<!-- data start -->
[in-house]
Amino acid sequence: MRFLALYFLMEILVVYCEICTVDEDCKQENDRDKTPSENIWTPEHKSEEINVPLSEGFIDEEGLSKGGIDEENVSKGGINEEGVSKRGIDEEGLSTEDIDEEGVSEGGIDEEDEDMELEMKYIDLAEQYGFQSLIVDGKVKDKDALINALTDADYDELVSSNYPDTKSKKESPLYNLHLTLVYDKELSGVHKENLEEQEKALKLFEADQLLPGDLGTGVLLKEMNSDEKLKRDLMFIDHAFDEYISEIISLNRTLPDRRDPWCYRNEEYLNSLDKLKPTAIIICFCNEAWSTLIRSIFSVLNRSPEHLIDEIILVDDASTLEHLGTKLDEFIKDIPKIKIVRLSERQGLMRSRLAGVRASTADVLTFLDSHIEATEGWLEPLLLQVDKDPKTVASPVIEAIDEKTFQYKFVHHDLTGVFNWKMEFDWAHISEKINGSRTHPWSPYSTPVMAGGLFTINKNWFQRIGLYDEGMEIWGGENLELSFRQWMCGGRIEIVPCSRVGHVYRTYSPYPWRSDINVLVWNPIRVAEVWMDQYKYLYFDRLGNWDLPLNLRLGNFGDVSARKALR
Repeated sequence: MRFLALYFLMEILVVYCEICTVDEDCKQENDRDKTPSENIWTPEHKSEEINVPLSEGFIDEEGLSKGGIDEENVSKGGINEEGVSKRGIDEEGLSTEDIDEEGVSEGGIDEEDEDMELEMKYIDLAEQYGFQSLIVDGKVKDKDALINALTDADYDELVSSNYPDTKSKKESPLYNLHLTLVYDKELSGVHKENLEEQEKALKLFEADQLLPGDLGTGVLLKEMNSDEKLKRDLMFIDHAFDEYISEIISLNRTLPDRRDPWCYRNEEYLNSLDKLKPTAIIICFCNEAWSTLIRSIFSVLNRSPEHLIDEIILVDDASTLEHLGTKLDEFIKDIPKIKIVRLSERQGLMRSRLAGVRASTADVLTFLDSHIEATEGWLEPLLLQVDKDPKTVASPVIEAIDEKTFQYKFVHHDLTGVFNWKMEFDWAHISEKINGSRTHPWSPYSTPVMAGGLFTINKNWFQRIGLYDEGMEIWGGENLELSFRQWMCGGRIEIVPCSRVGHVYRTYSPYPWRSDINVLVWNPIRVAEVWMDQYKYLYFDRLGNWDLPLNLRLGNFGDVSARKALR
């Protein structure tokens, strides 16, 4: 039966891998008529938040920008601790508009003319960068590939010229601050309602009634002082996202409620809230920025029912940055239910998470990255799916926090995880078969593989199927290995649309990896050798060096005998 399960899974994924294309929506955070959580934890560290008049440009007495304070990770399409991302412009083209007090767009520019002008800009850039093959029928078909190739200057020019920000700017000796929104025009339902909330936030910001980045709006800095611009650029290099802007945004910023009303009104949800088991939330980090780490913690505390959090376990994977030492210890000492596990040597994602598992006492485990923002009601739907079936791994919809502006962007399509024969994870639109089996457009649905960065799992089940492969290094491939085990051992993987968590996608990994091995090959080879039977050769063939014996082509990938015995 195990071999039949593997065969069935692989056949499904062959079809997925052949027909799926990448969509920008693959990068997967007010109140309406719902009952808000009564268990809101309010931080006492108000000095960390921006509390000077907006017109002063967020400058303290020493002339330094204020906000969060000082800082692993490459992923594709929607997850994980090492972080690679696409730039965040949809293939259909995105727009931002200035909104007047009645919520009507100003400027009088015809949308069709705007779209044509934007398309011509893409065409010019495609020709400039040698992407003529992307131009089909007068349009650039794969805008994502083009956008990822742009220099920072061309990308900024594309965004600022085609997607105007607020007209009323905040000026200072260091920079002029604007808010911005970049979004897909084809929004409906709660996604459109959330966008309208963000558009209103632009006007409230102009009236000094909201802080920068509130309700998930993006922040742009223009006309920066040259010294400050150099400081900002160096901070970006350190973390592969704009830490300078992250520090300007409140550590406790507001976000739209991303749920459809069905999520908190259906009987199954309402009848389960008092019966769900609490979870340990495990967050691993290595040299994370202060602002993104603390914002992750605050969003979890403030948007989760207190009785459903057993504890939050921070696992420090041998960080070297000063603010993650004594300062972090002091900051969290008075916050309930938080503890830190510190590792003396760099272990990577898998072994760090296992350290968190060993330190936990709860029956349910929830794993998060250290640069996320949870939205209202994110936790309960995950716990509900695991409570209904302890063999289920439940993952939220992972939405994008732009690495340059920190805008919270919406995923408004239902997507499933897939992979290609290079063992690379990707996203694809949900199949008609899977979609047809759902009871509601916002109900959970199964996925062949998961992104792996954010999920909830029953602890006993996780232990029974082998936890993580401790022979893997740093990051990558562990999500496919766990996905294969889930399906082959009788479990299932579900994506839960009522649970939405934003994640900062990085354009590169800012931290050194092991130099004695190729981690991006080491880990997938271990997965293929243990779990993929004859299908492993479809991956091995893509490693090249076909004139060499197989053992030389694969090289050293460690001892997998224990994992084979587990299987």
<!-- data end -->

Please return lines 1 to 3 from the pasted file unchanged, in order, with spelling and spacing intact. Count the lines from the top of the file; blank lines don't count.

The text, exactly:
[in-house]
Amino acid sequence: MRFLALYFLMEILVVYCEICTVDEDCKQENDRDKTPSENIWTPEHKSEEINVPLSEGFIDEEGLSKGGIDEENVSKGGINEEGVSKRGIDEEGLSTEDIDEEGVSEGGIDEEDEDMELEMKYIDLAEQYGFQSLIVDGKVKDKDALINALTDADYDELVSSNYPDTKSKKESPLYNLHLTLVYDKELSGVHKENLEEQEKALKLFEADQLLPGDLGTGVLLKEMNSDEKLKRDLMFIDHAFDEYISEIISLNRTLPDRRDPWCYRNEEYLNSLDKLKPTAIIICFCNEAWSTLIRSIFSVLNRSPEHLIDEIILVDDASTLEHLGTKLDEFIKDIPKIKIVRLSERQGLMRSRLAGVRASTADVLTFLDSHIEATEGWLEPLLLQVDKDPKTVASPVIEAIDEKTFQYKFVHHDLTGVFNWKMEFDWAHISEKINGSRTHPWSPYSTPVMAGGLFTINKNWFQRIGLYDEGMEIWGGENLELSFRQWMCGGRIEIVPCSRVGHVYRTYSPYPWRSDINVLVWNPIRVAEVWMDQYKYLYFDRLGNWDLPLNLRLGNFGDVSARKALR
Repeated sequence: MRFLALYFLMEILVVYCEICTVDEDCKQENDRDKTPSENIWTPEHKSEEINVPLSEGFIDEEGLSKGGIDEENVSKGGINEEGVSKRGIDEEGLSTEDIDEEGVSEGGIDEEDEDMELEMKYIDLAEQYGFQSLIVDGKVKDKDALINALTDADYDELVSSNYPDTKSKKESPLYNLHLTLVYDKELSGVHKENLEEQEKALKLFEADQLLPGDLGTGVLLKEMNSDEKLKRDLMFIDHAFDEYISEIISLNRTLPDRRDPWCYRNEEYLNSLDKLKPTAIIICFCNEAWSTLIRSIFSVLNRSPEHLIDEIILVDDASTLEHLGTKLDEFIKDIPKIKIVRLSERQGLMRSRLAGVRASTADVLTFLDSHIEATEGWLEPLLLQVDKDPKTVASPVIEAIDEKTFQYKFVHHDLTGVFNWKMEFDWAHISEKINGSRTHPWSPYSTPVMAGGLFTINKNWFQRIGLYDEGMEIWGGENLELSFRQWMCGGRIEIVPCSRVGHVYRTYSPYPWRSDINVLVWNPIRVAEVWMDQYKYLYFDRLGNWDLPLNLRLGNFGDVSARKALR